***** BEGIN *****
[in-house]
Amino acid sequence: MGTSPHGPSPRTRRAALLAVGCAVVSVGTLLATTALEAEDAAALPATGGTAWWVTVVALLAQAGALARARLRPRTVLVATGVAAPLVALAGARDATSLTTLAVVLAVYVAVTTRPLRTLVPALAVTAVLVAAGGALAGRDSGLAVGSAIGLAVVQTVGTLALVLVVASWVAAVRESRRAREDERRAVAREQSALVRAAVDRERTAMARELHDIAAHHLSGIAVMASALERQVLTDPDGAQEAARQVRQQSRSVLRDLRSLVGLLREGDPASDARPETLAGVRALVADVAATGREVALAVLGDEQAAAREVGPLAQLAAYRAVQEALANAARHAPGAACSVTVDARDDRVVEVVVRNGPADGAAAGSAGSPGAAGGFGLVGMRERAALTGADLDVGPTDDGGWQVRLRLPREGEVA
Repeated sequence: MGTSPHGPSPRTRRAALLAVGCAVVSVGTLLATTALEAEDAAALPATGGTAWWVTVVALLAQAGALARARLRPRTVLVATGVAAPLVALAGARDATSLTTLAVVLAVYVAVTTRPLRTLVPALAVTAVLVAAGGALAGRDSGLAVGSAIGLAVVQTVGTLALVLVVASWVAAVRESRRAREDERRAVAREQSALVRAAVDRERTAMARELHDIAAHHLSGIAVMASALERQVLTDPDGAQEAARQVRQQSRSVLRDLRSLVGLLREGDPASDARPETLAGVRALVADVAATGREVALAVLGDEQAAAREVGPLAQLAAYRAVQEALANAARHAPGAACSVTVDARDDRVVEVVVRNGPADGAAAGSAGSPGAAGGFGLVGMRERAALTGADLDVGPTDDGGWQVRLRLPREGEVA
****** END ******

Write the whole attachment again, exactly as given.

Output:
[in-house]
Amino acid sequence: MGTSPHGPSPRTRRAALLAVGCAVVSVGTLLATTALEAEDAAALPATGGTAWWVTVVALLAQAGALARARLRPRTVLVATGVAAPLVALAGARDATSLTTLAVVLAVYVAVTTRPLRTLVPALAVTAVLVAAGGALAGRDSGLAVGSAIGLAVVQTVGTLALVLVVASWVAAVRESRRAREDERRAVAREQSALVRAAVDRERTAMARELHDIAAHHLSGIAVMASALERQVLTDPDGAQEAARQVRQQSRSVLRDLRSLVGLLREGDPASDARPETLAGVRALVADVAATGREVALAVLGDEQAAAREVGPLAQLAAYRAVQEALANAARHAPGAACSVTVDARDDRVVEVVVRNGPADGAAAGSAGSPGAAGGFGLVGMRERAALTGADLDVGPTDDGGWQVRLRLPREGEVA
Repeated sequence: MGTSPHGPSPRTRRAALLAVGCAVVSVGTLLATTALEAEDAAALPATGGTAWWVTVVALLAQAGALARARLRPRTVLVATGVAAPLVALAGARDATSLTTLAVVLAVYVAVTTRPLRTLVPALAVTAVLVAAGGALAGRDSGLAVGSAIGLAVVQTVGTLALVLVVASWVAAVRESRRAREDERRAVAREQSALVRAAVDRERTAMARELHDIAAHHLSGIAVMASALERQVLTDPDGAQEAARQVRQQSRSVLRDLRSLVGLLREGDPASDARPETLAGVRALVADVAATGREVALAVLGDEQAAAREVGPLAQLAAYRAVQEALANAARHAPGAACSVTVDARDDRVVEVVVRNGPADGAAAGSAGSPGAAGGFGLVGMRERAALTGADLDVGPTDDGGWQVRLRLPREGEVA